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Europäisches Strafrecht
Europäische Kriminalpolitik „reloaded“: Das Manifest
zum Europäischen Strafverfahrensrecht
Von Prof. Dr. Helmut Satzger, Akad. Rat a.Z. Frank Zimmermann,
München 406

A Manifesto on European Criminal Procedure Law: Summary

By Prof. Dr. Helmut Satzger, research assistant Frank Zimmermann,
München 411
Manifest zum Europäischen Strafverfahrensrecht
Von European Criminal Policy Initiative 412
A Manifesto on European Criminal Procedure Law
BY European Criminal Policy Initiative 430


§ 4 VStGB und das Verhältnis zu Beteiligungsformen des

allgemeinen Strafrechts
Von Prof. Dr. Christoph Safferling, LL.M. (LSE), Dr. Alena Hartwig-
Asteroth, Marie Scheffler, Marburg 447

Europäisches Strafrecht
Strafrechtsrelevante Entwicklungen in der Europäischen
Union – ein Überblick
Von Wiss. Mitarbeiter Dominik Brodowski, LL.M. (Univ.
Pennsylvania), München 455


Clausura del proceso por el Procurador General Federal

del 20.6.2013 respecto al uso de vehículos aéreos no tripulados
en Mir Ali/Pakistán el 4.10.2010 y el homicidio del ciudadano
alemán B.E.
Comentario de la “versión pública” del 23.7.2013
Prof. Dr. Kai Ambos, Juez de Tribunal Regional, Gotinga 473

Europäisches Strafrecht

Johannes Stalberg, Zum Anwendungsbereich des Art. 50

der Charta der Grundrechte der Europäischen Union (ne bis
in idem), 2013
(Privatdozent Dr. Ken Eckstein, Regensburg/Erlangen) 477

Internationales Strafrecht
Tagungsbericht: 2. Tagung des Chinesisch-Deutschen
Peking Law School (VR China), 3./4.9.2013
Von Prof. Dr. Frank Schuster, Würzburg 481
A Manifesto on European Criminal Procedure Law: Summary
By Prof. Dr. Helmut Satzger and research assistant Akad. Rat a.Z. Frank Zimmermann, Munich*

With its new “Manifesto on European Criminal Procedure ! Respect for the principle of legality and judicial principles
Law”, the European Criminal Policy Initiative (ECPI), which ! Preservation of coherence
was founded in 2008 and is composed of 16 criminal law ! Observance of the principle of subsidiarity
scholars from ten EU Member States, presents a set of princi- ! Compensation of deficits in the European criminal pro-
ples that EU bodies should observe when legislating in the ceeding
field of criminal procedure law. It follows the “Manifesto on
European Criminal Policy” of 2009, which focused on guide- With these guidelines, which were first presented at a confe-
lines for European legislation in substantive criminal law. rence in Brussels on 12.11.2013, the members of the ECPI
What led to this second Manifesto was the growing influ- hope to initiate a wide-ranging discussion on the Union’s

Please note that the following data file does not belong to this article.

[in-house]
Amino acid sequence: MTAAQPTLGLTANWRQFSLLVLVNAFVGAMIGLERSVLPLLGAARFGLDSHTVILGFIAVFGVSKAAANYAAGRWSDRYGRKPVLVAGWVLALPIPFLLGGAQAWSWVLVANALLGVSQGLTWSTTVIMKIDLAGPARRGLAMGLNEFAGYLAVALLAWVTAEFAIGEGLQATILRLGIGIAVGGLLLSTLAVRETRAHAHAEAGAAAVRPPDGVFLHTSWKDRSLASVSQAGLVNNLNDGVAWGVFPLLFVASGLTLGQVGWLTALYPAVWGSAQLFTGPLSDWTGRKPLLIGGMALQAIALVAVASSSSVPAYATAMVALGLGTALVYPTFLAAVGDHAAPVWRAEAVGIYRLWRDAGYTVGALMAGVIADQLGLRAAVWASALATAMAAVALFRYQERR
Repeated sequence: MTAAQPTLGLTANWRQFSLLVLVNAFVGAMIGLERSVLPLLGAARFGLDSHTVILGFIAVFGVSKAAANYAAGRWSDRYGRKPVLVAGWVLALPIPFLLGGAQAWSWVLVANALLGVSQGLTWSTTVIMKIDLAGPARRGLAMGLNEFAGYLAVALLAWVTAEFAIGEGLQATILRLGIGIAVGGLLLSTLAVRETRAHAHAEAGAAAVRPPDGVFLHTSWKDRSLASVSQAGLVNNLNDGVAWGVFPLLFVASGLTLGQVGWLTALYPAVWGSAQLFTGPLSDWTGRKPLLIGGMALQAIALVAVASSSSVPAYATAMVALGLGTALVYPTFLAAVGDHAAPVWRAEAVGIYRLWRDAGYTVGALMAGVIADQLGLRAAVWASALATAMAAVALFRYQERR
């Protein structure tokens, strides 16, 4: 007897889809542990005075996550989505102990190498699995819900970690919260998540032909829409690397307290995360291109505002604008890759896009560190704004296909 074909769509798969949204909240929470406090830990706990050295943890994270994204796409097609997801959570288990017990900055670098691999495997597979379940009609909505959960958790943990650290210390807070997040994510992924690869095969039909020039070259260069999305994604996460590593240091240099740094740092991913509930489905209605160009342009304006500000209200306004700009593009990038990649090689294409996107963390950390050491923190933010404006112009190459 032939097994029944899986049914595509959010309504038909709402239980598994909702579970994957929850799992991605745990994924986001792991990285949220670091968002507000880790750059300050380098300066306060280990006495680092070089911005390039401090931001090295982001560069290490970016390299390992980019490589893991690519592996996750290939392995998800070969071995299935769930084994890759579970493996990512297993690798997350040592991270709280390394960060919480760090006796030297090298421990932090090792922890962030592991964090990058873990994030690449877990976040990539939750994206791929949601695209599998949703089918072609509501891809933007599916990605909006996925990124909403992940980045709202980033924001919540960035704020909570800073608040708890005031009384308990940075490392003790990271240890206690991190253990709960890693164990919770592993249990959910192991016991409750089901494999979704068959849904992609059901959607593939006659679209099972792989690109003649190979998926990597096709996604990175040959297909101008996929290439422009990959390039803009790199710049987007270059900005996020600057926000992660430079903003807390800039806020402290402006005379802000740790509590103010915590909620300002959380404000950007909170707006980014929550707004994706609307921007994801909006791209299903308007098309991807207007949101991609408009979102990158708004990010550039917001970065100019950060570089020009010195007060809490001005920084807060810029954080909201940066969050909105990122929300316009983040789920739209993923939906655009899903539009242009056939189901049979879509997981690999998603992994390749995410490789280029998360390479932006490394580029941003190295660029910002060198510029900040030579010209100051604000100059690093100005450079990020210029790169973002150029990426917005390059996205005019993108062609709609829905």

ence of Union law on criminal proceedings, which manifests future policy with regard to criminal proceedings. We are
itself in three respects: First, the principle of mutual recogni- thus looking forward to receiving feedback, for which our
tion has had a profound impact on the traditional system of homepage ( can serve as a platform.
mutual legal assistance and in many ways has weakened the
position of the suspect considerably. Second, national law in
the field of criminal procedure is increasingly being harmo-
nised by EU instruments, which may not only disturb the
coherence of the Member States’ criminal justice systems but
can also result in a “race to the bottom” which curtails more
extensive rights that a particular legal order grants to the
individual. Third, criminal proceedings are supplemented
more and more with supranational elements that facilitate the
work of prosecutorial authorities, particularly through the
establishment of new European institutions such as a future
European Public Prosecutor’s Office.
These developments call for a thorough, principle-based
criminal policy that strikes a fair balance between the inte-
rests of the Member States involved in cross-border proceed-
ings and those of the individuals affected by it. Otherwise,
the objective of countering organised cross-border crime – al-
though legitimate in principle – may result in a one-sided en-
hancement of the efficiency of criminal prosecution to the
detriment of citizens’ rights. Furthermore, the differences that
continue to exist between the Member States’ criminal justice
systems, as well as factual difficulties, render an effective de-
fence considerably more complicated when a criminal pro-
ceeding is conducted across borders. In order to pursue a co-
herent and well-balanced policy in the field of criminal pro-
cedure law, the Union legislator should thus satisfy the fol-
lowing demands, each of which can be derived from primary
Union law:

! Limitation of mutual recognition through the rights of the

individual as well as through the Member States’ national
identity and their ordre public on the basis of the principle
of proportionality
! Balance of the increasingly supranationalised European
criminal proceeding

* Prof. Dr. Helmut Satzger holds a chair for German, Euro-

pean and International criminal law and criminal procedure
as well as business criminal law at the Ludwig-Maximilians-
Universität München; furthermore he is a member of the EU
Commission’s “Expert Group on European Criminal Policy”.
Akad. Rat a.Z. Frank Zimmermann is a research assistant at
his chair. Both are members of the European Criminal Policy

Zeitschrift für Internationale Strafrechtsdogmatik –